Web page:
From the day we’re born, we’re fed these preconceived notions about everything—gender, class, economy, you name it. And most of us cling to these conventional ideas and stubbornly refuse to step outside of them. Humans are born brainwashed, and even though we’re gifted with consciousness, creativity, and a unique thought process in each individual, instead of questioning the norms, most of us get even more attached to them. External forces like consumerism and capitalism are somehow to blame for it, as even the food we eat and the face cream we slather on somehow manage to hypnotize us. They enchant us with their clever advertising, and we readily fall for it, blinded by their seemingly harmless effectiveness. Who needs free will when we can be happily trapped in this circus of labyrinthine manipulation?
Well, Jule Taylor’s latest film, They Cloned Tyrone, delves into these debatable concepts of how humans are manipulated by a higher power and drawn to its outward charm. But what sets They Cloned Tyrone apart is its portrayal of some morally gray protagonists, like the drug dealer Fontaine, pimp Slick Charles, and sex worker Yo Yo, who stand out as voices against this mass hypnotism.
How did they find the clones?
In the troubled town of Glen, where drug dealing and prostitution were rampant, Fontaine was surviving the dangerous world of rival gangs with his life constantly at risk. On a fateful night, Fontaine was killed by one of his rival gang leaders, Isaac, but unexpectedly, he woke up the next day incredibly alive. Starting his regular routine, he called his mom from the other side of the door and scratched a lottery ticket, oblivious to the fact that his luck was under the control of a greater entity. However, as Fontaine went outside that day, he witnessed bizarre happenings, like a Black SUV picking up an injured man from the road.
Forgetting about everything, including his encounter with the local pimp, Slick Charles, the previous night, Fontaine barged into Charles’s motel to collect the money he was owed. There, he was confronted with the reality that he had died the night before. Slick and one of his sex workers, Yo Yo, claimed to have seen Fontaine getting shot by Isaac’s men and found his miraculous return from the dead very spooky. Determined to unravel the mystery of Fontaine’s questionable existence, the three of them embarked on an adventurous investigation.
On their way, they spotted the same Black SUV parked near a house. Curiosity led them to enter the house, which ultimately led them to infiltrate a secret laboratory. In this startling discovery, Fontaine came face-to-face with a white man with an afro who was experimenting on his lifeless body. Within the lab, they found a substance similar to cocaine, which Slick tasted, and it gave him a slight high. But in a momentary mishap, Slick accidentally killed the scientist, and subsequently, the three of them managed to escape from the lab.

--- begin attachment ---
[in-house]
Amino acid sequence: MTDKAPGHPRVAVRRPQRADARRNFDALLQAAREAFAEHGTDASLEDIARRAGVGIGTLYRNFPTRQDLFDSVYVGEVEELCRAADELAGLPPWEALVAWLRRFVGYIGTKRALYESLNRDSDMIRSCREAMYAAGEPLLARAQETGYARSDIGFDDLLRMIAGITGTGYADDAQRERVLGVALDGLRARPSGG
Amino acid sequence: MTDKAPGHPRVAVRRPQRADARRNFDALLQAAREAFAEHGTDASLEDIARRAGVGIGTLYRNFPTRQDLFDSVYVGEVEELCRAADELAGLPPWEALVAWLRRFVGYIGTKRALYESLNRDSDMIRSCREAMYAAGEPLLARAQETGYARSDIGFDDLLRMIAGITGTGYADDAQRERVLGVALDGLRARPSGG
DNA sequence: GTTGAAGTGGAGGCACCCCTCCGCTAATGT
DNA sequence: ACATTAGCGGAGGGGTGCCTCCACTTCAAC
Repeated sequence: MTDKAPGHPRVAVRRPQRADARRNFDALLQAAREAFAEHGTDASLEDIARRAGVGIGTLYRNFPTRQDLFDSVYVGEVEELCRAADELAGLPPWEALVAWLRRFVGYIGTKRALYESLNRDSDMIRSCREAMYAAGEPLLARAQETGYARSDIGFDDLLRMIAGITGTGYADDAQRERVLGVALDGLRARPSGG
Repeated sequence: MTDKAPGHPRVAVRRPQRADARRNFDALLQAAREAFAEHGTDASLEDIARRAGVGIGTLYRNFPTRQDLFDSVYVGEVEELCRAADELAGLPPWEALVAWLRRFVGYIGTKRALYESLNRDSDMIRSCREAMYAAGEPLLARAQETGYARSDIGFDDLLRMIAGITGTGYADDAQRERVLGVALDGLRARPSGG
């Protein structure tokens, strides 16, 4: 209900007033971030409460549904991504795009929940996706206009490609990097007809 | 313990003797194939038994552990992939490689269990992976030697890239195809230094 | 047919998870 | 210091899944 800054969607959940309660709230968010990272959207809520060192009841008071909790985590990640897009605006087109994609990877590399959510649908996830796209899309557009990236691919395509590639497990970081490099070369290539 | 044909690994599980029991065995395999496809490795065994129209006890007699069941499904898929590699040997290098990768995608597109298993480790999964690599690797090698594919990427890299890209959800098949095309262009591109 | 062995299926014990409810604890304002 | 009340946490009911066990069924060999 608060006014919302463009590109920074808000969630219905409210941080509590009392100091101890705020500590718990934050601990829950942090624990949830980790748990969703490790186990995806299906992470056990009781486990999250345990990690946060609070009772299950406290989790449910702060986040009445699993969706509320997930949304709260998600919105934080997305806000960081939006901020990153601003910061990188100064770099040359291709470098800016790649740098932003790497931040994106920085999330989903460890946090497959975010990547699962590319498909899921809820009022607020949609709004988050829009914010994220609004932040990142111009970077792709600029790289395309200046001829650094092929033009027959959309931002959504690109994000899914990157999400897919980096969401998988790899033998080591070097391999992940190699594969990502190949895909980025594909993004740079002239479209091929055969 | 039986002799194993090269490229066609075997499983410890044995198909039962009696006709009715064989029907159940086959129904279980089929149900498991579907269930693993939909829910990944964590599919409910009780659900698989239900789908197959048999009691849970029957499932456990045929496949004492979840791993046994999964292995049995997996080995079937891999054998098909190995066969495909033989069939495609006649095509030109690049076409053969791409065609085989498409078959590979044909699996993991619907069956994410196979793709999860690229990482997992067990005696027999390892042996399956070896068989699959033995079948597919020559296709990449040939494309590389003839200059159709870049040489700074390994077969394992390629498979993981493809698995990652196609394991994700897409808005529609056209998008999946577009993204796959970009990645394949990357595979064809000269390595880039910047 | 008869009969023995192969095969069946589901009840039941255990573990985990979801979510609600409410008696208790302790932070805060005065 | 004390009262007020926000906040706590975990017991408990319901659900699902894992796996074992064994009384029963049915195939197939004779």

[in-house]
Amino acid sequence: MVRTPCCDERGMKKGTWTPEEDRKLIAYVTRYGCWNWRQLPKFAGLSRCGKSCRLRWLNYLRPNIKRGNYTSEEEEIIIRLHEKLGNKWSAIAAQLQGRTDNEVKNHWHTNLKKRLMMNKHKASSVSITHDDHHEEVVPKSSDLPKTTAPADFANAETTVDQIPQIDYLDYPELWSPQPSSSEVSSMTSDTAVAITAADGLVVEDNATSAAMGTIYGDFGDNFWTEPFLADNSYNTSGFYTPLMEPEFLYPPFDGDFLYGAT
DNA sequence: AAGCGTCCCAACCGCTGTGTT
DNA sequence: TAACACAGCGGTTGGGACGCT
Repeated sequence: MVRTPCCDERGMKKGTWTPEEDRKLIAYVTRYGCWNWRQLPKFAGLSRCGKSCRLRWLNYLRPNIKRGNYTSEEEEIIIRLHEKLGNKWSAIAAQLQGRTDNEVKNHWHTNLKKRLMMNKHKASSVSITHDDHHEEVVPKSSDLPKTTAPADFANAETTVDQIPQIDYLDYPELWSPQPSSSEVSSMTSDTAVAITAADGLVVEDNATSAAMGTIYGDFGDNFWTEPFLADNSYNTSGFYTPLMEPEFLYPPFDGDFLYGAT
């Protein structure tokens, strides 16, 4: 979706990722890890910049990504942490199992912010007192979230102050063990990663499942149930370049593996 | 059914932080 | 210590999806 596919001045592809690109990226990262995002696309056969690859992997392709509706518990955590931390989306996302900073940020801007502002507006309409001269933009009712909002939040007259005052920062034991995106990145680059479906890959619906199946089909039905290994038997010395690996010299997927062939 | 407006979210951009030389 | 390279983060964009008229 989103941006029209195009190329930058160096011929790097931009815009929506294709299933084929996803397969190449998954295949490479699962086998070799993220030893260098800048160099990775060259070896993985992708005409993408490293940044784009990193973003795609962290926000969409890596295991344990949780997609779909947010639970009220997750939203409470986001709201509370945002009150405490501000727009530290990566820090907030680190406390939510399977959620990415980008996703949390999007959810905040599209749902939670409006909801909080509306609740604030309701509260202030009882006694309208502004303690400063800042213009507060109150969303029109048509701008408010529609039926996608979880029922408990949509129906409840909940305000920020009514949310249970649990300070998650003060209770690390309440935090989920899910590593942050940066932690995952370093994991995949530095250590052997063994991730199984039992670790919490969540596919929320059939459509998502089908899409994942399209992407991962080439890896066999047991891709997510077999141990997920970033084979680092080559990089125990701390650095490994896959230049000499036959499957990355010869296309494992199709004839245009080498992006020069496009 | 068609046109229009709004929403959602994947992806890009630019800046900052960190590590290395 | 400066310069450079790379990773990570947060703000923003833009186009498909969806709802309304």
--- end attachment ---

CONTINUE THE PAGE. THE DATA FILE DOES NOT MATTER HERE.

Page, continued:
The following day, while discussing the mystery at a restaurant and savoring fried chicken, the seasoning induced uncontrollable laughter in all the customers, including Fontaine, Slick, and Yo Yo. Using her sharp deduction skills inspired by Nancy Drew, Yo Yo realized that the seasoning was laced with the substance Slick had tasted in the lab, a mind-controlling substance that hypnotized the entire population of Glen, particularly the Black community.
After further exploration, they discovered a church nearby which everyone attended. To their horror, they found a hidden lab beneath the church where clones of the town’s Black residents, including Fontaine and Slick, were being created. While they moved from the lab and ended up in a bar, Fontaine and Slick found themselves getting mind controlled by music, but Yo Yo had somehow been spared from the cloning process, becoming the only one capable of reasonable thinking. She guided her two friends to keep on track to question and challenge these bizarre circumstances.
What was Nixon’s role in it?
However, in that bar, the crowd was being puppeteered by a DJ, who instructed them to capture Slick, Fontaine, and Yo Yo. As the crowd surrounded three of them, a car arrived, and another clone of Fontaine, named Chester, emerged along with his master, Nixon, one of the officials overseeing the cloning procedure.